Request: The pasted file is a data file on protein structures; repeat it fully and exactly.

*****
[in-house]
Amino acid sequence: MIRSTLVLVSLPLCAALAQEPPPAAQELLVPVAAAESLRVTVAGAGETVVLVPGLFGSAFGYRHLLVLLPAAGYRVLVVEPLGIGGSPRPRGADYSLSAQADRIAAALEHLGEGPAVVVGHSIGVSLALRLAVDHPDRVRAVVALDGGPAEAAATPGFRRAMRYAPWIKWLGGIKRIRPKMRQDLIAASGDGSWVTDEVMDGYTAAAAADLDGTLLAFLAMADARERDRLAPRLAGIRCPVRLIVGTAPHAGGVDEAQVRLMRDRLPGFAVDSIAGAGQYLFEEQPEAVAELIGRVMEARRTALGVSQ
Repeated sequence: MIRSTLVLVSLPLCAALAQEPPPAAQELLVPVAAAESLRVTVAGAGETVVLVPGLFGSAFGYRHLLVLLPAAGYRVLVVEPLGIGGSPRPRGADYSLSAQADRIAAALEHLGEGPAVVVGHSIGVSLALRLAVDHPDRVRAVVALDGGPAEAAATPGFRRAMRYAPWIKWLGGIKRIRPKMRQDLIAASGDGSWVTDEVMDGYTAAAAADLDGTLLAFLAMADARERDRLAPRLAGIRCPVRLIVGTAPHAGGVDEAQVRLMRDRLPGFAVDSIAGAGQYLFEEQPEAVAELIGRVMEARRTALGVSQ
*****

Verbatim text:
[in-house]
Amino acid sequence: MIRSTLVLVSLPLCAALAQEPPPAAQELLVPVAAAESLRVTVAGAGETVVLVPGLFGSAFGYRHLLVLLPAAGYRVLVVEPLGIGGSPRPRGADYSLSAQADRIAAALEHLGEGPAVVVGHSIGVSLALRLAVDHPDRVRAVVALDGGPAEAAATPGFRRAMRYAPWIKWLGGIKRIRPKMRQDLIAASGDGSWVTDEVMDGYTAAAAADLDGTLLAFLAMADARERDRLAPRLAGIRCPVRLIVGTAPHAGGVDEAQVRLMRDRLPGFAVDSIAGAGQYLFEEQPEAVAELIGRVMEARRTALGVSQ
Repeated sequence: MIRSTLVLVSLPLCAALAQEPPPAAQELLVPVAAAESLRVTVAGAGETVVLVPGLFGSAFGYRHLLVLLPAAGYRVLVVEPLGIGGSPRPRGADYSLSAQADRIAAALEHLGEGPAVVVGHSIGVSLALRLAVDHPDRVRAVVALDGGPAEAAATPGFRRAMRYAPWIKWLGGIKRIRPKMRQDLIAASGDGSWVTDEVMDGYTAAAAADLDGTLLAFLAMADARERDRLAPRLAGIRCPVRLIVGTAPHAGGVDEAQVRLMRDRLPGFAVDSIAGAGQYLFEEQPEAVAELIGRVMEARRTALGVSQ